“…when a hearer’s acceptance of the Christian message becomes obligatory, when witness is no longer surprising but coercive because it is presented as undeniable, the good news is neither news nor good. Weakness, vulnerability, incarnation, and refusability are all markers of faithful Christian witness.”[4]
Thus, evangelism is not about winning debates about the “rightness” of the gospel. It is about bearing witness to good news, embodying good news, and speaking good news to the world.

There is a powerful and pervasive temptation to define the gospel as merely information, and thereby to render “evangelism” as the successful transmission of that information. This is deeply problematic. Scot McKnight argues that while the gospel must certainly be proclaimed, it must also be performed. He explains:
“The first without the latter is hypocrisy; the second without the first is not the gospel. But, together they tell God’s story so satisfyingly that others are compelled to join along.”[5]
The story of the gospel is hollow and irrelevant if it is not embodied by individuals and by communities of faith to the world. The imperative to bear witness to the gospel is not simply an imperative to speak testimonies. It is a commission to live as witnesses in and to the world. In short, when a person becomes a follower of Jesus, this should be good news to everyone around them on some level, due to the kind of person they are becoming. As those who begin to live lives that bear witness to God’s unconditional love, grace and forgiveness, they will thus embody those things to the world around them regardless of agreement or reciprocation. This is not to say that bearing witness never calls the witnesses to speak prophetically or stand in opposition or protest, for there has always been tension between the people of God and the “powers that be”. However it is to say that even in protest, the “power-under” stance of those who would bear witness looks more like the nonviolent resistance of Jesus, Martin Luther King Jr., Desmond Tutu, and Mother Teresa than the coercive, “power-over” methods so often employed in our world.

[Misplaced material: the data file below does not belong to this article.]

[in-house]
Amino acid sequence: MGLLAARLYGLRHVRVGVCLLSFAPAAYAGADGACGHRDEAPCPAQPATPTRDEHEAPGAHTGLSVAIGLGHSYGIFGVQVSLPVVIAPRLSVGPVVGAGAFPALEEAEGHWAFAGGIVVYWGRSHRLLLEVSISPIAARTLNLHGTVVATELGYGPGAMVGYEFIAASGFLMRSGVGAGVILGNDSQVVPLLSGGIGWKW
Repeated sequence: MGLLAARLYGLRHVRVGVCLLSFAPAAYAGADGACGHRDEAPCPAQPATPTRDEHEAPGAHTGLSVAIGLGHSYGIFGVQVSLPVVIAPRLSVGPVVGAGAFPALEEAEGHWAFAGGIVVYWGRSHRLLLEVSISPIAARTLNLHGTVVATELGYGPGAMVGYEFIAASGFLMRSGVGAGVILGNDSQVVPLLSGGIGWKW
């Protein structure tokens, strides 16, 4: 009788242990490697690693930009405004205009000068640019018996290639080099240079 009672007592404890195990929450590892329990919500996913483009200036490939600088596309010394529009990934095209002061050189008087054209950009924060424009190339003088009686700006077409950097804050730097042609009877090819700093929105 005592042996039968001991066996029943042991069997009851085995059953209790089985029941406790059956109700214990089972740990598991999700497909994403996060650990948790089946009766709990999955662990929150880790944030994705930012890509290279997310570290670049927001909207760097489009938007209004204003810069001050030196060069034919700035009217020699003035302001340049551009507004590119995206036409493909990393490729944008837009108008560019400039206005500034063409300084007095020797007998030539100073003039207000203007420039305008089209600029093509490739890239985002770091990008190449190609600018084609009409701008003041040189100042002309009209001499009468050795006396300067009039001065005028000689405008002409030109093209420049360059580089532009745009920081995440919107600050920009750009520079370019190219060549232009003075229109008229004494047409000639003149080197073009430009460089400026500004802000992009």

Modernity presented us with a further temptation that tends to obscure our approach to evangelism. It comes to us in the form of our obsession with measurable results. While I certainly affirm there is a body of research in the field of marketing that can be quite useful in terms of clarifying our communication, there is an obsession with church marketing among many church leaders (and members) that reveals an apparent syncretism between Christianity and consumerism. Darrell Guder rightly cautions that focusing on things like measurable results and numerical growth tempts us to “dilute the gospel in order to ensure success”[6]. Guder believes that such a focus necessarily conflicts with the practice of incarnational ministry. Emphasizing the role of God in evangelism, he explains:
“The response to the gospel is in the realm of spiritual mystery. We can no more produce faith as the manipulated result of our proclamation than the farmer can make the seed sprout once it is planted. Thus we may properly understand effectiveness as obedient witness, which God uses to present the gospel in power and truth.”[7]